In the 10th Congressional District, Former Tacoma Mayor Marilyn Strickland became the first African American/Korean American from the state of Washington to be elected to Congress, as she posted a 14-point win over her opponent.
“I am humbled and honored by the trust the people of the South Sound have placed in me to be their voice in the United States Congress. I want to say how grateful I am to all those who have stood alongside me in this journey. From the bottom of my heart: Thank you, says Strickland.
“I want every South Sound resident to know that whether they voted for me or not, I will listen to you – and I will never stop fighting for you. So now, it’s time to hit the ground running and get to work. It’s time to work with my colleagues in our delegation, our party and yes, across the aisle to address the urgent issues facing our nation, and South Sound families and workers: Tackling this pandemic, rebuilding our economy and creating jobs in the Sound, fighting for affordable health care and prescription drugs, addressing climate change, and keeping our promises to our military families and veterans,” added Strickland. “It’s time for our community and our country to come together, to show compassion and respect for each other, to beat this virus, and to recover better than before. I know we will.”
This year, the level of African American voter engagement was historic, as African American participation both nationally and locally hit record levels, and the results were well documented.
African Americans won both legislative seats in both the 30th and 44th Legislative Districts. Jamila Taylor and incumbent legislator Jesse Johnson both won over 60% of the vote in their respective races in the 30th District, while incumbent legislator John Lovick and April Berg had equally impressive victories in the 44th District.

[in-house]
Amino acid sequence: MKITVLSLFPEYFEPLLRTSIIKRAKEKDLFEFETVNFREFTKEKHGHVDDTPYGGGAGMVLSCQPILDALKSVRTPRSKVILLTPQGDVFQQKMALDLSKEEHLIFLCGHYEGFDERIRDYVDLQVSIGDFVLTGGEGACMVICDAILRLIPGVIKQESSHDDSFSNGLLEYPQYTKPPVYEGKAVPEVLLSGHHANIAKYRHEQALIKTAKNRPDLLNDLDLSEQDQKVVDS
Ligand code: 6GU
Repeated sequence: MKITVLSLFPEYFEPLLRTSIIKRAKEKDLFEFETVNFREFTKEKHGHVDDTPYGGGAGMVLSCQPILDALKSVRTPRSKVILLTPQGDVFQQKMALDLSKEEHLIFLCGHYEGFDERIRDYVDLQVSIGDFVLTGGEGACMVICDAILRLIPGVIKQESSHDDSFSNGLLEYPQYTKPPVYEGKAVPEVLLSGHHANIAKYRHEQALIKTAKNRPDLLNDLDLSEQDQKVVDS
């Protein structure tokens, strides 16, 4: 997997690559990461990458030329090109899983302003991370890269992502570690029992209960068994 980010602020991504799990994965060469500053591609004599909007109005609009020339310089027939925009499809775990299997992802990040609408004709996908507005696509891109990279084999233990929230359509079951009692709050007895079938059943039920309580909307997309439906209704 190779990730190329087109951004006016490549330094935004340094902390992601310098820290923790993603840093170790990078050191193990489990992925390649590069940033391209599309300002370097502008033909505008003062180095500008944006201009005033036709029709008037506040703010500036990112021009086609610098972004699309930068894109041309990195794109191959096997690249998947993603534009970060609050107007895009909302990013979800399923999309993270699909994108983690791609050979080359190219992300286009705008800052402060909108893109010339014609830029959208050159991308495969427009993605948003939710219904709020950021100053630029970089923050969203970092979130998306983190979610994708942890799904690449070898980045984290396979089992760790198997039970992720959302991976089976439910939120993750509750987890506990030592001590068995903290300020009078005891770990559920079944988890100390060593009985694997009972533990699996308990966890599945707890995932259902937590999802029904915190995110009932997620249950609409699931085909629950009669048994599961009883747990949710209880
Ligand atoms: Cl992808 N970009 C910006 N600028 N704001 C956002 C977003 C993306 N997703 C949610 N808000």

T’wina Nobles, a candidate for State Senate in the 28th District., is holding on to slim margin with 50.7% of the votes and Tanisha Harris candidate for State Rep. in the 17th District remains in the race with 48% of the vote. Joy Stanford, a candidate for State Rep in the 26th District, has fallen behind with 45% of the vote, but remains optimistic as votes are still being counted. Incumbent State Rep. Debra Entenman garnered 60% of the vote in her bid for re-election and Melanie Morgan was re-elected in the 29th District with commanding 64% of the votes.
St. Rep. Debra Entenman, D-47
David Hackney posted an impressive win over incumbent State Rep. Zack Hudgins in the 11th District, which encompasses Renton and Tukwila, as he hauled in 61 % of the votes.
As Chairperson of the Black Member Caucus, incumbent State Rep. Debra Entenman is a veteran of politics in Washington and she is enthusiastic and honored to have won her bid and is excited about welcoming all the new elected officials.